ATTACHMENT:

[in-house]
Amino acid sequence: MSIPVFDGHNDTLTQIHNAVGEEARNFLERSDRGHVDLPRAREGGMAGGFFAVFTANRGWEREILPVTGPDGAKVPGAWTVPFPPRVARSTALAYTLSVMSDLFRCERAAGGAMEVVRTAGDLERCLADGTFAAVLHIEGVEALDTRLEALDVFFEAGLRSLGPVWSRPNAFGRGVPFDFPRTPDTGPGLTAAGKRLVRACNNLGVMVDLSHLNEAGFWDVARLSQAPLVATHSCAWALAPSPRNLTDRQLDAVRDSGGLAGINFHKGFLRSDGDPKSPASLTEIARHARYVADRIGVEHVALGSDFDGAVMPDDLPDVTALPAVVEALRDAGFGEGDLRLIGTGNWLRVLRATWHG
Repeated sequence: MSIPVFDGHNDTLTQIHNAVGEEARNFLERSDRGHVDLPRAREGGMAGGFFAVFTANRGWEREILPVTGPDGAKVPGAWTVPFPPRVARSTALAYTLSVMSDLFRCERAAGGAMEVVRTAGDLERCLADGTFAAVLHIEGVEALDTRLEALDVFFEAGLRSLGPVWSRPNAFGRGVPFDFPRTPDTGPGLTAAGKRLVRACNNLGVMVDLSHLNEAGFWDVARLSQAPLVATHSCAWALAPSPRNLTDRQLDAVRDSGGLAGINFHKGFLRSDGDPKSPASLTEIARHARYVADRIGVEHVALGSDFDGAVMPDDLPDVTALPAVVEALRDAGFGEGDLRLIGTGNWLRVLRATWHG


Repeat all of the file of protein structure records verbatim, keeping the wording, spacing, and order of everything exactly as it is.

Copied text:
[in-house]
Amino acid sequence: MSIPVFDGHNDTLTQIHNAVGEEARNFLERSDRGHVDLPRAREGGMAGGFFAVFTANRGWEREILPVTGPDGAKVPGAWTVPFPPRVARSTALAYTLSVMSDLFRCERAAGGAMEVVRTAGDLERCLADGTFAAVLHIEGVEALDTRLEALDVFFEAGLRSLGPVWSRPNAFGRGVPFDFPRTPDTGPGLTAAGKRLVRACNNLGVMVDLSHLNEAGFWDVARLSQAPLVATHSCAWALAPSPRNLTDRQLDAVRDSGGLAGINFHKGFLRSDGDPKSPASLTEIARHARYVADRIGVEHVALGSDFDGAVMPDDLPDVTALPAVVEALRDAGFGEGDLRLIGTGNWLRVLRATWHG
Repeated sequence: MSIPVFDGHNDTLTQIHNAVGEEARNFLERSDRGHVDLPRAREGGMAGGFFAVFTANRGWEREILPVTGPDGAKVPGAWTVPFPPRVARSTALAYTLSVMSDLFRCERAAGGAMEVVRTAGDLERCLADGTFAAVLHIEGVEALDTRLEALDVFFEAGLRSLGPVWSRPNAFGRGVPFDFPRTPDTGPGLTAAGKRLVRACNNLGVMVDLSHLNEAGFWDVARLSQAPLVATHSCAWALAPSPRNLTDRQLDAVRDSGGLAGINFHKGFLRSDGDPKSPASLTEIARHARYVADRIGVEHVALGSDFDGAVMPDDLPDVTALPAVVEALRDAGFGEGDLRLIGTGNWLRVLRATWHG